By Tim Sullivan


As we “run the race that is set before us,” there will be days when we grow weary and faint of heart. When we are tempted to lose hope, the Bible reminds us to consider the examples of those who ran this race before us, and especially, to look unto Jesus.

Hebrews 12:1-2:
Wherefore seeing we also are compassed about with so great a cloud of witnesses, let us lay aside every weight, and the sin which doth so easily beset us, and let us run with patience the race that is set before us,
2 Looking unto Jesus the author and finisher of our faith; who for the joy that was set before him endured the cross, despising the shame, and is set down at the right hand of the throne of God.

Jesus is the author and finisher of our faith. He is the “Alpha and Omega, the beginning and the ending, saith the Lord, which is, and which was, and which is to come, the Almighty” (Rev. 1:8).

When you look unto Jesus, who do you see? People have come to diverse conclusions regarding the Nazarene. What is your conception of God’s only begotten Son? When he tabernacled on earth, many Jews looked at Jesus and saw only a man they considered the bastard son of Mary. They esteemed themselves better than he, for, they said, “We be not born of fornication” (Jn. 8:41). Christ understood the reason for their spiritual blindness.

John 8:42-43:
Jesus said unto them, If God were your Father, ye would love me: for I proceeded forth and came from God; neither came I of myself, but he sent me.
43 Why do ye not understand my speech? even because ye cannot hear my word.

To truly see Jesus, he said, is to see the one who sent him.

John 12:44-45:
Jesus cried and said, He that believeth on me, believeth not on me, but on him that sent me.
45 And he that seeth me seeth him that sent me.

Jesus did not differentiate between believing on him and the one who sent him. Much to the chagrin of the religious leaders of his time, he “thought it not robbery to be equal with God” (Phil. 2:6).

In chapters 14 through 17 of the Gospel of John, we read of Christ’s words to his apostles after Judas had left to betray him and before they ventured into the garden called Gethsemane. In those hours leading up to his greatest challenge, Jesus concerned himself with bringing comfort and strength to those he would leave behind.

John 14:5-7:
Thomas saith unto him, Lord, we know not whither thou goest; and how can we know the way?
6 Jesus saith unto him, I am the way, the truth, and the life: no man cometh unto the Father, but by me.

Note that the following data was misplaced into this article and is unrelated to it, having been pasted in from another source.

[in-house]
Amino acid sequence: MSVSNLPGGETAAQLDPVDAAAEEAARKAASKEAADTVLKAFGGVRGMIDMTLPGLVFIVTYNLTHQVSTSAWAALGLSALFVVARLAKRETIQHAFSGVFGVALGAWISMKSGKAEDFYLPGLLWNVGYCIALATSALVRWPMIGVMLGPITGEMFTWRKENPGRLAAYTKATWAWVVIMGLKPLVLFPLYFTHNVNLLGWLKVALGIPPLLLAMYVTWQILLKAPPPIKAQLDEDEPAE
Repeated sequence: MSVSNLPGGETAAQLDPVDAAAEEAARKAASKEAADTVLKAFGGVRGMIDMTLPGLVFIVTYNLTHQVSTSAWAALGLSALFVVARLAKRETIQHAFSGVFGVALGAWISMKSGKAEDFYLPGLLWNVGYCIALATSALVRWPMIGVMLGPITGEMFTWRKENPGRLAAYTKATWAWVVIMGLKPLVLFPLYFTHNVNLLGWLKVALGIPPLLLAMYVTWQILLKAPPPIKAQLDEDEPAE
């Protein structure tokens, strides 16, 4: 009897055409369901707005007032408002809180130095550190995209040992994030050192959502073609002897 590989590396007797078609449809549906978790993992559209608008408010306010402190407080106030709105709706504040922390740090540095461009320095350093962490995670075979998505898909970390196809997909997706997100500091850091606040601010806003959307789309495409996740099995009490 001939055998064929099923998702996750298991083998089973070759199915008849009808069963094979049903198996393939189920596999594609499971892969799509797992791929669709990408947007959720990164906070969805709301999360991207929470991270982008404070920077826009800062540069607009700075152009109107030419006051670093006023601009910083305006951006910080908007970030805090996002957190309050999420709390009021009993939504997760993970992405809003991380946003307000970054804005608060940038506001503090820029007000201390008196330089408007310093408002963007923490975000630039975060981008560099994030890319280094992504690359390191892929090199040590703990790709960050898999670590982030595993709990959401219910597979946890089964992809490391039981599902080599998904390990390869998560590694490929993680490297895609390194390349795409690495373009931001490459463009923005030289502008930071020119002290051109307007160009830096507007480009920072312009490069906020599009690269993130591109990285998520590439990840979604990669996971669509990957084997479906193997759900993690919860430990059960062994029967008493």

7 If ye had known me, ye should have known my Father also: and from henceforth ye know him, and have seen him.

Jesus said to know him is to know his Father. But Philip was still not satisfied. Philip said to Jesus, “Lord, shew us the Father, and it sufficeth us” (v. 8). Jesus marvelled that Philip could be with him for so long and still be blind concerning who he was.

John 14:9:
Jesus saith unto him, Have I been so long time with you, and yet hast thou not known me, Philip? he that hath seen me hath seen the Father; and how sayest thou then, Shew us the Father?

Philip could not see past the flesh of Jesus. He failed to grasp a great precept of spiritual understanding. Philip judged according to appearance.

John 7:24:
Judge not according to the appearance, but judge righteous judgment.

Jesus said, “He that hath seen me hath seen the Father.” In essence he said, “He that has really seen me has seen the Father.” To see Jesus for who he really is requires divine intervention, revelation from God. By all appearances, Jesus was only a man. Philippians 2:7-8 tells us that he “was made in the likeness of men.” Furthermore, “being found in fashion as a man, he humbled himself, and became obedient unto death, even the death of the cross.” All who judged him by appearance alone could only see “the carpenter’s son” (Matt. 13:55). Only a select few grasped the fullness of the revelation that Jesus was the Son of God.

Matthew 16:16-17:
And Simon Peter answered and said, Thou art the Christ, the Son of the living God.
17 And Jesus answered and said unto him, Blessed art thou, Simon Barjona: for flesh and blood hath not revealed it unto thee, but my Father which is in heaven.

The first humans, Adam and Eve, were created. Ever since that time, all people are born of two natural parents. Jesus is unique in that he was born sharing two natures – the divinity of his Father and the humanity of his mother. However, his divinity was not outwardly evidenced. To those without “eyes to see” he was a man like all others. His true identity had to be spiritually revealed.